I’m ready to work on the next record. It was such an important time for all of us, when we made “When You Walk A Long Distance You Are Tired”, and I think that aspect of the whole thing is appropriately documented by it. I don’t miss it - I was struggling, more than usual. I do really miss being home, and constructing songs and arrangements, and the whole process of being comfortable and creative. Lately it’s been difficult for me to write, as we’ve been on the road since the beginning of this year.
I read that recordings started when you had been playing together for just one month. Would you have them sound any different if you recorded them now? Have they changed after one year of live playing and so on?
We’ve talked about this a lot - we all agree that we’re lucky that we recorded when we did. The songs from the record have changed so much, and at times they’re rather improvisational when we play them now. It’s more challenging that way, it keeps us excited about it. The record is improvisational in a vastly different way, because it was this process of stabbing in the dark, trying to evolve into an identity as a group, in real time in front of microphones. So in that way I think we were able to capture something that isn’t the same anymore, and probably will never be.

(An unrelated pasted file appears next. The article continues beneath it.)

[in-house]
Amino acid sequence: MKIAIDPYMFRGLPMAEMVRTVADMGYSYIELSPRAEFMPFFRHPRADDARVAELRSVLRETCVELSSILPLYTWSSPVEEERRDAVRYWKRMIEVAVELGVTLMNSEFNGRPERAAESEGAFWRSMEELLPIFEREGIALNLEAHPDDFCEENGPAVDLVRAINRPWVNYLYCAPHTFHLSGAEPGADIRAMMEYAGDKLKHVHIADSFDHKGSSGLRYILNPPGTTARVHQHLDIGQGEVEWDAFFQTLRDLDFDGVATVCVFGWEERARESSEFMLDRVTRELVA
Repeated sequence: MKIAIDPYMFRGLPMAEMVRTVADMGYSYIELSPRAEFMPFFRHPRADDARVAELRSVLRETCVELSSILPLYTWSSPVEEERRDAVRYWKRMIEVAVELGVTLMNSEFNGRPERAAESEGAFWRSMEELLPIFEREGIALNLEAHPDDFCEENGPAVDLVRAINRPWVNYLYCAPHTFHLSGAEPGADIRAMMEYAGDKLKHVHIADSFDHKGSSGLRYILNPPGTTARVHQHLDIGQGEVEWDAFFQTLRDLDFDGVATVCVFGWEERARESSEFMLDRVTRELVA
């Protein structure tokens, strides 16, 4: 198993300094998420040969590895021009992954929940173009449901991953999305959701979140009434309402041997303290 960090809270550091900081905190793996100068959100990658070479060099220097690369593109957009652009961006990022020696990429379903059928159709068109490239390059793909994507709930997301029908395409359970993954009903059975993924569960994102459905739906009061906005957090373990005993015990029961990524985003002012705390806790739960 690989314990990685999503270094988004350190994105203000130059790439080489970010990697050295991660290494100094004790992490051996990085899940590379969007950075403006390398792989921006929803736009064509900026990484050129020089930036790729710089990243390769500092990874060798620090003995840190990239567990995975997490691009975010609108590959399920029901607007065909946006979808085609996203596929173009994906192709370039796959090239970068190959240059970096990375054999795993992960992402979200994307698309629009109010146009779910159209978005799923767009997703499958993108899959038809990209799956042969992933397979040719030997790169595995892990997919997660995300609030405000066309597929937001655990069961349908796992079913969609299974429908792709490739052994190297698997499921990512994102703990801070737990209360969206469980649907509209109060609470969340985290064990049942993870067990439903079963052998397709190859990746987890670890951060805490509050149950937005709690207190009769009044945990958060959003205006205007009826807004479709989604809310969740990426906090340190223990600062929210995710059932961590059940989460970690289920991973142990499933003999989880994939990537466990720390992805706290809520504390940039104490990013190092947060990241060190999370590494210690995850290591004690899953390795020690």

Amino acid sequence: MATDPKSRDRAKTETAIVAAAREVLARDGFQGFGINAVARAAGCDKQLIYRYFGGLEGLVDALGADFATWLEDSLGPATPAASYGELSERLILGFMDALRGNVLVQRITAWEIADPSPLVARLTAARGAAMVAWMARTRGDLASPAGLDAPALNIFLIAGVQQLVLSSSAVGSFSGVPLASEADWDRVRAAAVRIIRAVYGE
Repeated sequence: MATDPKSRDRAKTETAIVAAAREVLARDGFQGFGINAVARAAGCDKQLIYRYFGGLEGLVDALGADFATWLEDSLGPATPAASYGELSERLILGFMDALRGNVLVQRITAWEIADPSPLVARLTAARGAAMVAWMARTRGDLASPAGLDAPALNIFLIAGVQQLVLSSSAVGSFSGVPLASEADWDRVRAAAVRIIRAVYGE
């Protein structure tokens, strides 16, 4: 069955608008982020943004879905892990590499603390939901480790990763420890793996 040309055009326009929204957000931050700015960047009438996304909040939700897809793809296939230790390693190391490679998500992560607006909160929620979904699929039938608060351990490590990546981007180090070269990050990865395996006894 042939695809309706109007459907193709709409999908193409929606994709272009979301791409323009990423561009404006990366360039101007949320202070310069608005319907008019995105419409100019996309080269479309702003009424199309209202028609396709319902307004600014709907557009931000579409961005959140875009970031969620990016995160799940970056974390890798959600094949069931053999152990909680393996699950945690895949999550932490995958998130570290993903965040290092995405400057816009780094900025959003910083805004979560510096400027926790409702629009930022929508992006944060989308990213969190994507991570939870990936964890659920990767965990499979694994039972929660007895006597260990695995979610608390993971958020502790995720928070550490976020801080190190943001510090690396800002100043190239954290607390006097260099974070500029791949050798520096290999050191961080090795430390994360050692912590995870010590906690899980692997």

I especially like the arrangements of the record, very classy and they help transfigure the emotional impact of the songs. They make it easier to connect to the songs, in a sense, at least in a more “detached” aesthetic way. Can you tell us about your band members, how you met, how you put songs together in such a short time, and so on?
We were all playing music in Athens. It’s a small town, so we all knew about each other’s bands, went to each other’s shows, etc, before we were even friends. It was obvious that we all shared this mutual respect, that we took ourselves and our projects seriously, that we wanted to make things that were special. All of the members still front different projects - Matt of Group Stretching, Drew of New Wives, Patrick of The Viking Progress and Bronze Brain.
Almost all of the songs on “When You Walk” were songs I had written prior to the full band incarnation of Mothers and been performing for quite a while as a solo act. So the skeleton of the record was already in place - it just came down to us very carefully constructing the right space for those songs to exist in.